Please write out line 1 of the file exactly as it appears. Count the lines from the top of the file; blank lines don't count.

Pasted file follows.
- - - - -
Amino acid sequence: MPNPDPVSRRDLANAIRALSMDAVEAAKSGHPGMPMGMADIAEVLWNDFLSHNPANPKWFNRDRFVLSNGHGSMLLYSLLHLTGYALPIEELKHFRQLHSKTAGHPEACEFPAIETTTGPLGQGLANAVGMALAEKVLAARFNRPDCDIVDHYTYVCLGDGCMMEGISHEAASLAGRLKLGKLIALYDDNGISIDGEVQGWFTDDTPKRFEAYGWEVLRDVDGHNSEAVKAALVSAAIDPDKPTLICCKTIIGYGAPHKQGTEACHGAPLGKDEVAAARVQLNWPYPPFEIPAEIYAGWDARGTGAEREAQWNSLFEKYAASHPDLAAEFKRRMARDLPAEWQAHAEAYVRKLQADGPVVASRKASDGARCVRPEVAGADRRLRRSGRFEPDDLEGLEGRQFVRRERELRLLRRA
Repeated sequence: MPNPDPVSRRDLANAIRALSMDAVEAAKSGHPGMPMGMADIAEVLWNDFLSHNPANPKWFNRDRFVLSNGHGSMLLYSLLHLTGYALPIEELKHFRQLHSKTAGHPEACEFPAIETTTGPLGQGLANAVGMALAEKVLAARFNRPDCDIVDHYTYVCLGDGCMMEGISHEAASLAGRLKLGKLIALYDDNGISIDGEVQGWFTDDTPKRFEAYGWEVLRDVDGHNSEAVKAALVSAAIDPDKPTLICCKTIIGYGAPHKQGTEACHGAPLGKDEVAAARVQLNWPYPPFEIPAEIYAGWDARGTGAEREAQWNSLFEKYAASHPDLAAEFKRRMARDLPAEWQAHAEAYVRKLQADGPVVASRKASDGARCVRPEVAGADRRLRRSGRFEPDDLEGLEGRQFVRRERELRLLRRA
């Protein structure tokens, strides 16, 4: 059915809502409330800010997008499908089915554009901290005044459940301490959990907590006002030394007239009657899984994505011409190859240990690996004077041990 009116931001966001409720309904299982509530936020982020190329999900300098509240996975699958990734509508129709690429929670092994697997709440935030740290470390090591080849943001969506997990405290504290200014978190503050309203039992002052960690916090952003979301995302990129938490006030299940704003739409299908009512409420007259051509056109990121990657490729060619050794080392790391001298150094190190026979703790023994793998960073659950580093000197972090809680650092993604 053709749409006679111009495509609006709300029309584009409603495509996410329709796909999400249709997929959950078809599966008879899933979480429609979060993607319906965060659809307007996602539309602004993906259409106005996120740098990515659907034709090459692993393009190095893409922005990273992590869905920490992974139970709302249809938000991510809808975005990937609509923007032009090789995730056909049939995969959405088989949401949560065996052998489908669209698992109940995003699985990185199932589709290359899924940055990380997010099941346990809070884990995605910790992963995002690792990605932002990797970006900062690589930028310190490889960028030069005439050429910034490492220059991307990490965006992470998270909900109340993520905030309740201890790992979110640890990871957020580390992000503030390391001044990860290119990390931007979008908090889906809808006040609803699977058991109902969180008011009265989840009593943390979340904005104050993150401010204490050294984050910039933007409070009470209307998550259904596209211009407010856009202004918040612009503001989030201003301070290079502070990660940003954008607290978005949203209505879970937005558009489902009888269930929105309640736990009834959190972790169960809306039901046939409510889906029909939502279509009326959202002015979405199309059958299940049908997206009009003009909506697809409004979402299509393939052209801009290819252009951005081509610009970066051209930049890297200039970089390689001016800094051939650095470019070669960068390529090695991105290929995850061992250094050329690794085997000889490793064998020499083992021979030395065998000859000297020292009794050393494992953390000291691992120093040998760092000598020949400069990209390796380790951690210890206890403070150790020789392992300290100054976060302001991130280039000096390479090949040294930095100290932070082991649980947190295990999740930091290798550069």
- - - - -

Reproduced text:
Amino acid sequence: MPNPDPVSRRDLANAIRALSMDAVEAAKSGHPGMPMGMADIAEVLWNDFLSHNPANPKWFNRDRFVLSNGHGSMLLYSLLHLTGYALPIEELKHFRQLHSKTAGHPEACEFPAIETTTGPLGQGLANAVGMALAEKVLAARFNRPDCDIVDHYTYVCLGDGCMMEGISHEAASLAGRLKLGKLIALYDDNGISIDGEVQGWFTDDTPKRFEAYGWEVLRDVDGHNSEAVKAALVSAAIDPDKPTLICCKTIIGYGAPHKQGTEACHGAPLGKDEVAAARVQLNWPYPPFEIPAEIYAGWDARGTGAEREAQWNSLFEKYAASHPDLAAEFKRRMARDLPAEWQAHAEAYVRKLQADGPVVASRKASDGARCVRPEVAGADRRLRRSGRFEPDDLEGLEGRQFVRRERELRLLRRA